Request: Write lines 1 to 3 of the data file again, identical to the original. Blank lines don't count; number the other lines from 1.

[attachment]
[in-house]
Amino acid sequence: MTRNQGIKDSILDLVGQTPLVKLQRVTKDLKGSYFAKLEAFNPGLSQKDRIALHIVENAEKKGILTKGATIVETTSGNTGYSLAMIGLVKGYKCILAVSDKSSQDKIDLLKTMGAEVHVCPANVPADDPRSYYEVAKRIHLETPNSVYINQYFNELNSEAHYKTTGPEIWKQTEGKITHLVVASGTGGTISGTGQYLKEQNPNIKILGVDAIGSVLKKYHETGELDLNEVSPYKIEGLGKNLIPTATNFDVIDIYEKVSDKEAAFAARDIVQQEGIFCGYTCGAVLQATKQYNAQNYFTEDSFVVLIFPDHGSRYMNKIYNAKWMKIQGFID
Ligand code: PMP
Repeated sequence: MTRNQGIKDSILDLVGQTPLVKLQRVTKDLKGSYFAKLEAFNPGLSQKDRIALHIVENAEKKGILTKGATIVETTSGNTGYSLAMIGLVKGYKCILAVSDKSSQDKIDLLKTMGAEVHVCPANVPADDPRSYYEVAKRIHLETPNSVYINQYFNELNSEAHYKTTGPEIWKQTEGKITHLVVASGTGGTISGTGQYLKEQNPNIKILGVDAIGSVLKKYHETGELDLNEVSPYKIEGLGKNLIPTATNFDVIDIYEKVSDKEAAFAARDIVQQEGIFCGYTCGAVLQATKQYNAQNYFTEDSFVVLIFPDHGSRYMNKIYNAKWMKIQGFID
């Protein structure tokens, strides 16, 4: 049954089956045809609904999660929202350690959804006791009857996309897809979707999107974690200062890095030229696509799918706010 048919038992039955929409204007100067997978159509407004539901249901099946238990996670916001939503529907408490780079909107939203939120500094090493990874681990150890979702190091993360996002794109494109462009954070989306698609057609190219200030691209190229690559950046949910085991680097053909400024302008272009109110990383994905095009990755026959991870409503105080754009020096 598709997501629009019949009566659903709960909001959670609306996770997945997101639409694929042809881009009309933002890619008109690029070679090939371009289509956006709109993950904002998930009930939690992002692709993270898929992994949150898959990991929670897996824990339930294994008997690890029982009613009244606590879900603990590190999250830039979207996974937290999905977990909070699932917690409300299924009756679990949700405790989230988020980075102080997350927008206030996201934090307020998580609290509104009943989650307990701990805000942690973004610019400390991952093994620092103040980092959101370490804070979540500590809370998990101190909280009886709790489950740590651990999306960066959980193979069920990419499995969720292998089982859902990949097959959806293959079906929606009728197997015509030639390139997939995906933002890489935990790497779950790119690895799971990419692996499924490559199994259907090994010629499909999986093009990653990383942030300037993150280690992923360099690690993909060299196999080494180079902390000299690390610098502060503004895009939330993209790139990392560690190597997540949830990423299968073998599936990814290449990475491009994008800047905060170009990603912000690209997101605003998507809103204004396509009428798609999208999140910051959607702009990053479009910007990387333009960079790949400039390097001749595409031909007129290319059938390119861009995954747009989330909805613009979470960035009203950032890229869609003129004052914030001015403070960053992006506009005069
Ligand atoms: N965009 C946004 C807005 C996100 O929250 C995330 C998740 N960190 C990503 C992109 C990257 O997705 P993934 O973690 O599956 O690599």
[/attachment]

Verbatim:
[in-house]
Amino acid sequence: MTRNQGIKDSILDLVGQTPLVKLQRVTKDLKGSYFAKLEAFNPGLSQKDRIALHIVENAEKKGILTKGATIVETTSGNTGYSLAMIGLVKGYKCILAVSDKSSQDKIDLLKTMGAEVHVCPANVPADDPRSYYEVAKRIHLETPNSVYINQYFNELNSEAHYKTTGPEIWKQTEGKITHLVVASGTGGTISGTGQYLKEQNPNIKILGVDAIGSVLKKYHETGELDLNEVSPYKIEGLGKNLIPTATNFDVIDIYEKVSDKEAAFAARDIVQQEGIFCGYTCGAVLQATKQYNAQNYFTEDSFVVLIFPDHGSRYMNKIYNAKWMKIQGFID
Ligand code: PMP